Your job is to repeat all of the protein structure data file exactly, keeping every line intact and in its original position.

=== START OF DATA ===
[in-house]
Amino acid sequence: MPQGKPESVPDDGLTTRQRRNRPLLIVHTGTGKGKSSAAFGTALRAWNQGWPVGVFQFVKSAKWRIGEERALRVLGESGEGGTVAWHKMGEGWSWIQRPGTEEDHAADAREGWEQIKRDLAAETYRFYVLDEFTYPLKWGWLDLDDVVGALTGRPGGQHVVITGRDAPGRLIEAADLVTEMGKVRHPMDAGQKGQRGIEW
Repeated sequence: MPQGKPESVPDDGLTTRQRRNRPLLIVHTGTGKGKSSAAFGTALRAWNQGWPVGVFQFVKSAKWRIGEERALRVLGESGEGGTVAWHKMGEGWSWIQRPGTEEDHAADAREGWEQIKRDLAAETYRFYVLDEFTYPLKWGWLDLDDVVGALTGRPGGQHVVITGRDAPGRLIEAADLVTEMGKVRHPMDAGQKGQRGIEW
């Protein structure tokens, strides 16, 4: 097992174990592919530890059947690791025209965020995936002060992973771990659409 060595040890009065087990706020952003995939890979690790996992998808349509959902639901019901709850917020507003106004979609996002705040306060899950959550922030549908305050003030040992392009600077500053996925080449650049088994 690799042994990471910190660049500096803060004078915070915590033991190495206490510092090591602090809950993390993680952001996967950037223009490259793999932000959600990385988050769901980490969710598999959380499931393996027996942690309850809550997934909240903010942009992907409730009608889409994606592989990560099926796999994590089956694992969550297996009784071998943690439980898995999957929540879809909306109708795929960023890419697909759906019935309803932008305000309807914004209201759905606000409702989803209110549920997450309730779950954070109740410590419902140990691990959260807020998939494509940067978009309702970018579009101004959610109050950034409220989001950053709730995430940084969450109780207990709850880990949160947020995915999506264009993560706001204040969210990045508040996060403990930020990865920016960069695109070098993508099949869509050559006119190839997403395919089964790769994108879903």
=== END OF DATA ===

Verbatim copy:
[in-house]
Amino acid sequence: MPQGKPESVPDDGLTTRQRRNRPLLIVHTGTGKGKSSAAFGTALRAWNQGWPVGVFQFVKSAKWRIGEERALRVLGESGEGGTVAWHKMGEGWSWIQRPGTEEDHAADAREGWEQIKRDLAAETYRFYVLDEFTYPLKWGWLDLDDVVGALTGRPGGQHVVITGRDAPGRLIEAADLVTEMGKVRHPMDAGQKGQRGIEW
Repeated sequence: MPQGKPESVPDDGLTTRQRRNRPLLIVHTGTGKGKSSAAFGTALRAWNQGWPVGVFQFVKSAKWRIGEERALRVLGESGEGGTVAWHKMGEGWSWIQRPGTEEDHAADAREGWEQIKRDLAAETYRFYVLDEFTYPLKWGWLDLDDVVGALTGRPGGQHVVITGRDAPGRLIEAADLVTEMGKVRHPMDAGQKGQRGIEW
């Protein structure tokens, strides 16, 4: 097992174990592919530890059947690791025209965020995936002060992973771990659409 060595040890009065087990706020952003995939890979690790996992998808349509959902639901019901709850917020507003106004979609996002705040306060899950959550922030549908305050003030040992392009600077500053996925080449650049088994 690799042994990471910190660049500096803060004078915070915590033991190495206490510092090591602090809950993390993680952001996967950037223009490259793999932000959600990385988050769901980490969710598999959380499931393996027996942690309850809550997934909240903010942009992907409730009608889409994606592989990560099926796999994590089956694992969550297996009784071998943690439980898995999957929540879809909306109708795929960023890419697909759906019935309803932008305000309807914004209201759905606000409702989803209110549920997450309730779950954070109740410590419902140990691990959260807020998939494509940067978009309702970018579009101004959610109050950034409220989001950053709730995430940084969450109780207990709850880990949160947020995915999506264009993560706001204040969210990045508040996060403990930020990865920016960069695109070098993508099949869509050559006119190839997403395919089964790769994108879903």